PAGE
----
A protocol to determine valid V˙O2max in young cystic fibrosis patients.
Journal of Science and Medicine in Sport
© 2013. This manuscript version is made available under the CC-BY-NC-ND 4.0 license http://creativecommons.org/licenses/by-nc-nd/4.0/
OBJECTIVES: Measuring aerobic fitness (V˙O2max) via a maximal cardiopulmonary exercise test is an important clinical tool in cystic fibrosis. This study sought to establish: (1) the validity of traditional criteria to verify maximal efforts during a ramp cardiopulmonary exercise test; and (2) whether V˙O2 measured during an exhaustive cardiopulmonary exercise test represents a valid V˙O2max in paediatric patients, using a subsequent exhaustive supramaximal (Smax) exercise test. DESIGN: Cross-sectional. METHODS: Fourteen patients (7-18 years; 10 males) completed an exhaustive ramp test to determine V˙O2max. Following 15-min recovery, Smax (110% ramp peak power output) was performed. RESULTS: Ramp test V˙O2peak was significantly higher than V˙O2 documented at traditional endpoint criteria, including a RER of 1.00 (0.99±0.47 L min(-1) vs. 1.83±0.78 L min(-1), p<0.001) and 1.10 (1.36±0.59 L min(-1) vs. 1.83±0.78 L min(-1), p<0.001), despite 100% of patients satisfying these two criteria. Only 23% and 75% of patients satisfied the 95% age-predicted heart rate (HR) maximum and 180 b min(-1) criteria. Whilst mean ramp and Smax V˙O2peak were not significantly different (1.83±0.78 L min(-1) vs. 1.82±0.67 L min(-1); p=0.88), at the individual level Smax elicited a 'meaningful' (>9%) increase in V˙O2peak (range 9.9-38.3%) compared with V˙O2peak from the ramp test in 3 of 14 cases (21.4%). CONCLUSIONS: Traditional criteria significantly underestimate V˙O2max in young cystic fibrosis patients. Conversely, Smax can confirm when 'true' V˙O2max is achieved. The use of Smax following cardiopulmonary exercise test represents an appropriate method to measure V˙O2max in young cystic fibrosis patients.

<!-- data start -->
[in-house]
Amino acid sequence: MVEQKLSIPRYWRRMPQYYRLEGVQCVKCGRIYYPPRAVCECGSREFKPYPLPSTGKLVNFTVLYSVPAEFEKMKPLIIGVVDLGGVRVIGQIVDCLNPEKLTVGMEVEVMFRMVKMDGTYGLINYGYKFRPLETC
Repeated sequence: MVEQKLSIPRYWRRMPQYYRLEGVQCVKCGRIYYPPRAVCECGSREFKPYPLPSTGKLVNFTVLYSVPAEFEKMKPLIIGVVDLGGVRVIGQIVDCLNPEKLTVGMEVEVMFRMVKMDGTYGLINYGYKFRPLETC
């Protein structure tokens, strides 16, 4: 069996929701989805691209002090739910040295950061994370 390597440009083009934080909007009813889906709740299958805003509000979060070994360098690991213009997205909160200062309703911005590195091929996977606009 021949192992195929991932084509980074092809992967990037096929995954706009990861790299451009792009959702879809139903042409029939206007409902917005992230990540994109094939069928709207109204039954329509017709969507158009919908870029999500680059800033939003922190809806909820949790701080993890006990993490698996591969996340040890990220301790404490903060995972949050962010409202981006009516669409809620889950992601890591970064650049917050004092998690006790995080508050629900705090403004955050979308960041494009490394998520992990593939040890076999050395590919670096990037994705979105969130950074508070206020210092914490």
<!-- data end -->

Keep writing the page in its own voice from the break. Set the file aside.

NIHR Exeter Clinical Research Facility
Royal Devon and Exeter NHS Foundation Trust Hospital
Research Support, Non-U.S. Gov't
Journal of Science and Medicine in Sport, 2013, Vol. 16, pp. 539 - 544
Place of publication